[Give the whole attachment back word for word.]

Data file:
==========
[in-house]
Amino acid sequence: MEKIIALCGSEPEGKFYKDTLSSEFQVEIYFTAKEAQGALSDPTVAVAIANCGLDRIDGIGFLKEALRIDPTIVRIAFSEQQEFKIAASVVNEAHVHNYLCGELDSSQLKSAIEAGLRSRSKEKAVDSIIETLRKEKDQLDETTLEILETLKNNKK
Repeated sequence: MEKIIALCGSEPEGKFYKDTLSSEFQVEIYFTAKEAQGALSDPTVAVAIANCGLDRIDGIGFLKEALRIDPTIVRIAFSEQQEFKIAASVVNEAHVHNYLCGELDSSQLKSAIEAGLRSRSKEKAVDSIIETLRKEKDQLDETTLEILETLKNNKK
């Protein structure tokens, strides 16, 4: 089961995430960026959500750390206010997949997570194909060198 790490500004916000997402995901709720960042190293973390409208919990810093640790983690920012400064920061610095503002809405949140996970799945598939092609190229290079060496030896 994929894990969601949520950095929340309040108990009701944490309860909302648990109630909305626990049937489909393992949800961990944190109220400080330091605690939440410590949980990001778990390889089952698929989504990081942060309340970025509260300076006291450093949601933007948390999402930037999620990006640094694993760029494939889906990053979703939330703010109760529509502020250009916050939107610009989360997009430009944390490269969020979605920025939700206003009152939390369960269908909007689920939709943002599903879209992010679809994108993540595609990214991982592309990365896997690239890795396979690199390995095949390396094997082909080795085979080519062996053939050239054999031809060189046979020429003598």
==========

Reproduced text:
[in-house]
Amino acid sequence: MEKIIALCGSEPEGKFYKDTLSSEFQVEIYFTAKEAQGALSDPTVAVAIANCGLDRIDGIGFLKEALRIDPTIVRIAFSEQQEFKIAASVVNEAHVHNYLCGELDSSQLKSAIEAGLRSRSKEKAVDSIIETLRKEKDQLDETTLEILETLKNNKK
Repeated sequence: MEKIIALCGSEPEGKFYKDTLSSEFQVEIYFTAKEAQGALSDPTVAVAIANCGLDRIDGIGFLKEALRIDPTIVRIAFSEQQEFKIAASVVNEAHVHNYLCGELDSSQLKSAIEAGLRSRSKEKAVDSIIETLRKEKDQLDETTLEILETLKNNKK
């Protein structure tokens, strides 16, 4: 089961995430960026959500750390206010997949997570194909060198 790490500004916000997402995901709720960042190293973390409208919990810093640790983690920012400064920061610095503002809405949140996970799945598939092609190229290079060496030896 994929894990969601949520950095929340309040108990009701944490309860909302648990109630909305626990049937489909393992949800961990944190109220400080330091605690939440410590949980990001778990390889089952698929989504990081942060309340970025509260300076006291450093949601933007948390999402930037999620990006640094694993760029494939889906990053979703939330703010109760529509502020250009916050939107610009989360997009430009944390490269969020979605920025939700206003009152939390369960269908909007689920939709943002599903879209992010679809994108993540595609990214991982592309990365896997690239890795396979690199390995095949390396094997082909080795085979080519062996053939050239054999031809060189046979020429003598």